Every morning I go with Mrs Daniels to swim at Larvotto. There are very few swimmers now October’s here, and when there’s little sunshine, even fewer.
However, this doesn’t stop us heading out each day with towels and tote bags in which to leave our mobile phones, safe in the knowledge that no-one will dare attempt to steal them.
The first steps into the autumnal Med are the most difficult, but then it gets more bearable. There is a top layer of warmer water, and what a wonderful feeling it is to push off to feel the sea embrace us.
According to my wife, since by the time she’s bobbing out towards the breakwater I am sipping my first grand creme of the day in one of the several splendid beachside cafes.
“How was it?” I ask each time she joins me at my beach-facing table. “Fantastic,” she says, her bottom lip hardly trembling. I am full of admiration and share my half-eaten croissant in a deep mark of respect and awe.
We are not alone in the cafe. There is usually a gaggle of British entrepreneurs, entrepreneuring loudly on a bigger table. One or two sole traders squint against the sun as they search their laptop screens trying to find an upside to the cryptocurrency crash. They never look up.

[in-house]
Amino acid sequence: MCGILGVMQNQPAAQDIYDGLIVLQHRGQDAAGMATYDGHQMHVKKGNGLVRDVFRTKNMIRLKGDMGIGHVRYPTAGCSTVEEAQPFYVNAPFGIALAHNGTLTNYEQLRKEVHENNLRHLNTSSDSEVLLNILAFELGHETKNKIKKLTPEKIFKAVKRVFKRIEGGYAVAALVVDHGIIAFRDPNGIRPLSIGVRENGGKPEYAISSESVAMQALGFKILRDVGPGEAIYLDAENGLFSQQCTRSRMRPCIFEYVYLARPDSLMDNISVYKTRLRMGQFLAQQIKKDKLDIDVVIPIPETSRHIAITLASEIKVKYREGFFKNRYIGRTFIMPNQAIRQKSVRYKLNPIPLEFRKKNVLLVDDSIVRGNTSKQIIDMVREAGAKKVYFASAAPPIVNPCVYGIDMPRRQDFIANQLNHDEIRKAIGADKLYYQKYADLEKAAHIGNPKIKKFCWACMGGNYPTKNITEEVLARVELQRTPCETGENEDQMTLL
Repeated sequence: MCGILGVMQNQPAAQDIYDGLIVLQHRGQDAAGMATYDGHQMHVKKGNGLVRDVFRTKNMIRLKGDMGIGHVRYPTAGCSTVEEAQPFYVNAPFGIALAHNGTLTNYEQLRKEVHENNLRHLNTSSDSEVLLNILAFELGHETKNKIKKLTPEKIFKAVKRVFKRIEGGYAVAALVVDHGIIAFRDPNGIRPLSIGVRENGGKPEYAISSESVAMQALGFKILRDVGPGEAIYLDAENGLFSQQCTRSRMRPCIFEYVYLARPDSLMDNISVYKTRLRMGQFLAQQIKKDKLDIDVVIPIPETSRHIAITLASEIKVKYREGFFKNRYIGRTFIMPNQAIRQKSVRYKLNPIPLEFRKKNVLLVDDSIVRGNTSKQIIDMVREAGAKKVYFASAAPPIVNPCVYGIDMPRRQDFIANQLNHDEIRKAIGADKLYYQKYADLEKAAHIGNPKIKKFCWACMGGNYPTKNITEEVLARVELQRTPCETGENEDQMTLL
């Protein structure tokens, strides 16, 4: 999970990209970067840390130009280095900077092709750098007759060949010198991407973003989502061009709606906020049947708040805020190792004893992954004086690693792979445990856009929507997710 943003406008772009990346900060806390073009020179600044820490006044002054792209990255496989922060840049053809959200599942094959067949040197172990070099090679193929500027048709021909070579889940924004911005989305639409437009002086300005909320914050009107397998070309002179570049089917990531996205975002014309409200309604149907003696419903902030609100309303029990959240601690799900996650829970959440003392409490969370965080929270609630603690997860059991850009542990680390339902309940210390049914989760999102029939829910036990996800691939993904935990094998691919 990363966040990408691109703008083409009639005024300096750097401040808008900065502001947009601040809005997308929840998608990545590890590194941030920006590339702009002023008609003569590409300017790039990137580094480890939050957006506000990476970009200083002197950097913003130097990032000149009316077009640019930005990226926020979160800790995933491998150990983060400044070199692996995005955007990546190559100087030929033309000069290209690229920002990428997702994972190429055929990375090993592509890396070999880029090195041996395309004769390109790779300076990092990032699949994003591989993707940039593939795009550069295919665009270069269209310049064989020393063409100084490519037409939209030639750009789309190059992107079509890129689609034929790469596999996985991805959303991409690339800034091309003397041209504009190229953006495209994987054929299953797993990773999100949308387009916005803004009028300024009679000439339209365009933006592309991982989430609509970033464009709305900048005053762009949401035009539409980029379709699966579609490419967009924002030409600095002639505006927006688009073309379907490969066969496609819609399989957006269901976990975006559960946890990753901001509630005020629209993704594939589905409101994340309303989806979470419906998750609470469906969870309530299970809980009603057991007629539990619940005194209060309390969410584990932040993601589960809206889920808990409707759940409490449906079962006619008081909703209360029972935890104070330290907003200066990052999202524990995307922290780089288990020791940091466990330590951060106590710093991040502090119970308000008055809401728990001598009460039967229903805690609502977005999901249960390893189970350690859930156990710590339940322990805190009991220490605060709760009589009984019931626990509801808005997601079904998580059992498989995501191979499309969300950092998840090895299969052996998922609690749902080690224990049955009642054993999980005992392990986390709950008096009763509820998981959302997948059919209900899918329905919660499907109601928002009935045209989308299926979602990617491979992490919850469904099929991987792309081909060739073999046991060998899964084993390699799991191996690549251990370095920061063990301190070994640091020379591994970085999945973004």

Before lunch, when construction workers come to eat, the only other customers are Russian mothers and their toddlers, and usually grandmothers, too.
All the children have Dior T-shirts, or Versace, or some other expensive must-have brand.
So far I have resisted the temptation to ask the Russians for their take on the war in Ukraine. This is very difficult for a journalist, as asking questions all the time is a compulsion it’s hard to ignore.
Instead, I listen in as they buy sweets for their golden-headed offspring. Never does a Bonjour pass their surgically-altered lips, nor a Merci or a Bon journee.
I try desperately hard not to be judgemental, but fail abysmally.
I consult, instead, my weather app, but that takes my anger close to boiling point.
It’s getting cooler on the shores of the Mediterranean, but in Kyiv the thermometer at night gets closer to zero as each day passes. Without a respite from Russian bombardments, many people of my age will die this winter.
Of course, my wife points out, life in Russia for ordinary people is not a bowl of cherries.
I hope that Mrs Daniels continues her morning swims. They do both of us so much good and we thank our lucky stars each time that we are here in the sunshine while most of the rest of the world faces desperate times.
Any views or opinions in this column are those of the author and do not necessarily represent those of the publishers. Monte-Carlo Diary is published in the interests of editorial diversity.